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The French established themselves in this area in 1856 and officially took possession of it in 1883 as French Somaliland. The city of Djibouti was founded by the French in 1888 as a counterpart to the British city of Aden. Since 1897, Djibouti has been the seat of government. In March 1967, 60% of the population voted in a referendum to remain with France, after which the name was changed to Afar and Issaland, the two most important population groups in the country.

In the capital Djibouti, mainly inhabited by Issa, 70% of the population had voted against the association with France, which led to bloody clashes between them and the Afar. In a referendum in May 1977, 98% voted for independence. On 27 June 1977, the country became an independent state under the name of Djibouti, under the leadership of President Hassan Gouled Aptidon, who was re-elected to that office in 1981, 1987 and 1993. The ethnic rivalry between the Afar and the Issa (the latter occupying key positions) led to a guerrilla war in November 1991 by members of the Afar people against the government. They called themselves the Front pour le Rétablissement de l'Unité et de la Démocratie (FRUD). France decided on a peace mission on 25 February 1992 and had 250 of the French soldiers stationed in Djibouti create a buffer zone between the Afar and government soldiers. The FRUD declared a unilateral ceasefire. However, no dialogue with the government was initiated. On 19 July 1992, fighting flared up again. A cabinet reshuffle in June 1995 appointed two FRUD leaders to ministerial posts and in March 1996 the government recognised the FRUD as a political party, thus completing the peace process between the government and the former rebel group.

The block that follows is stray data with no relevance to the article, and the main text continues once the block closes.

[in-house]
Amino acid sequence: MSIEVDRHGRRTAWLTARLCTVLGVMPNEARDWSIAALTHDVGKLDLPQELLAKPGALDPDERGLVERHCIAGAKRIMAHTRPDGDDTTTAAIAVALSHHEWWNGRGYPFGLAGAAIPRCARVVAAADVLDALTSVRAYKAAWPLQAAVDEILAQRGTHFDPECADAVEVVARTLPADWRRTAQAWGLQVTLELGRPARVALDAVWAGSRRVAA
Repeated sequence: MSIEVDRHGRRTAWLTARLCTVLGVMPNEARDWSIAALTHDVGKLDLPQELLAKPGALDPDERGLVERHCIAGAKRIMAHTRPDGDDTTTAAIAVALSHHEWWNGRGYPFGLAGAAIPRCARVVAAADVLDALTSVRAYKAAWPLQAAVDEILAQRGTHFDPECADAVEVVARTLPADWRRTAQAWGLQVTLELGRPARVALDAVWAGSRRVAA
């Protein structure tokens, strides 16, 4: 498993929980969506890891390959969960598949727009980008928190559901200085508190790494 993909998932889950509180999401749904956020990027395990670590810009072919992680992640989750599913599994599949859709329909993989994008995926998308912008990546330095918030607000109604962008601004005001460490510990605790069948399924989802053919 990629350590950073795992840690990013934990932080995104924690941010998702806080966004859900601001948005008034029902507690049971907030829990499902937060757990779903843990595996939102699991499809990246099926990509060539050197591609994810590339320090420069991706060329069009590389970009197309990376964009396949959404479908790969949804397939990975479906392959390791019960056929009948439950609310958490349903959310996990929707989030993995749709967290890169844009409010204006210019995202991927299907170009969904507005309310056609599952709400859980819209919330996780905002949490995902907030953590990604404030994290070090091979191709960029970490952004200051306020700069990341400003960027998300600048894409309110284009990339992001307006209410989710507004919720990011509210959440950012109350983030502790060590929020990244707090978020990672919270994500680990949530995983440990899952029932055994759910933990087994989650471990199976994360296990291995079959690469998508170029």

Djibouti's position as an international trade centre was lost with the closure of the Suez Canal (1967-1975) and the intensifying civil war in Ethiopia (1974). Due to the related closure of the Djibouti-Addis Ababa railway line and the development of the Eritrean port city of Assab, trade with Ethiopia stagnated, but has been picking up again in recent years (in 1996 Djibouti and Ethiopia signed a trade agreement) and certainly since the Ethiopian-Eritrean conflict.

Since the 1980s, many refugees from Ethiopia (famine) and Somalia (civil war) have flooded into the country.

In January 2003, Ismael Omar Guelleh won the presidential elections, the first free elections since 1977. In 2005, Guelleh was re-elected; he was the only candidate. In February, the ruling coalition won all 65 seats in parliament; the elections were boycotted by the opposition. In June 2008 fighting broke out between Eritrea and Djibouti. In April 2009, the United Nations rebukes Eritrea for still having troops in the disputed territory, Eritrea denies this. In April 2010, the parliament amended the constitution to allow the president to be re-elected for a third term. In April 2011, Guelleh was indeed re-elected; the opposition boycotted the elections. In February 2012, the IMF provided a loan to support Djibouti's stalled economy. In 2013, the opposition parties run again in elections, rejecting the result. In 2014 and 2015, the country is in turmoil due in part to bombings by the Islamic terrorist group al-Shabab. In April 2016, Guelleh was re-elected for a fourth term. In June 2017, Djibouti accuses Eritrea of sending troops into disputed territory. In August 2017, China officially opened a military base in Djibouti. In the April 2021 presidential election, Guelleh is re-elected for a fifth term


Elmar Landeninformatie

CIA - World Factbook

BBC - Country Profiles

Last updated April 2024
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